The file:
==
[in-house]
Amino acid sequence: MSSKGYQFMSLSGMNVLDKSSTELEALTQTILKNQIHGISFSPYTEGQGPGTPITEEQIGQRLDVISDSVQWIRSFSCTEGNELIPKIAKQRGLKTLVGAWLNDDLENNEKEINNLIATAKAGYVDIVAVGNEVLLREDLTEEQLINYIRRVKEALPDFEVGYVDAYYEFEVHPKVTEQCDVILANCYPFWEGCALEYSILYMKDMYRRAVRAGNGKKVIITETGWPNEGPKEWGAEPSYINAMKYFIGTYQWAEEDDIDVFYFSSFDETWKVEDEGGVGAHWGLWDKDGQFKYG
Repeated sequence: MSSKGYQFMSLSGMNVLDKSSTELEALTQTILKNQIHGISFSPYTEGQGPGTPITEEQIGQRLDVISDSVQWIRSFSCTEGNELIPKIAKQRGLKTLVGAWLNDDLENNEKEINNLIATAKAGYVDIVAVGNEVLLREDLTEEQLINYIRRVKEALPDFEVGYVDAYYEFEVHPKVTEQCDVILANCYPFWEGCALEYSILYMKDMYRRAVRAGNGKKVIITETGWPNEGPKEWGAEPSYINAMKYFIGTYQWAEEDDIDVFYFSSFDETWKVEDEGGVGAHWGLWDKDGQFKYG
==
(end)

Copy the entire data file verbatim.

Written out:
[in-house]
Amino acid sequence: MSSKGYQFMSLSGMNVLDKSSTELEALTQTILKNQIHGISFSPYTEGQGPGTPITEEQIGQRLDVISDSVQWIRSFSCTEGNELIPKIAKQRGLKTLVGAWLNDDLENNEKEINNLIATAKAGYVDIVAVGNEVLLREDLTEEQLINYIRRVKEALPDFEVGYVDAYYEFEVHPKVTEQCDVILANCYPFWEGCALEYSILYMKDMYRRAVRAGNGKKVIITETGWPNEGPKEWGAEPSYINAMKYFIGTYQWAEEDDIDVFYFSSFDETWKVEDEGGVGAHWGLWDKDGQFKYG
Repeated sequence: MSSKGYQFMSLSGMNVLDKSSTELEALTQTILKNQIHGISFSPYTEGQGPGTPITEEQIGQRLDVISDSVQWIRSFSCTEGNELIPKIAKQRGLKTLVGAWLNDDLENNEKEINNLIATAKAGYVDIVAVGNEVLLREDLTEEQLINYIRRVKEALPDFEVGYVDAYYEFEVHPKVTEQCDVILANCYPFWEGCALEYSILYMKDMYRRAVRAGNGKKVIITETGWPNEGPKEWGAEPSYINAMKYFIGTYQWAEEDDIDVFYFSSFDETWKVEDEGGVGAHWGLWDKDGQFKYG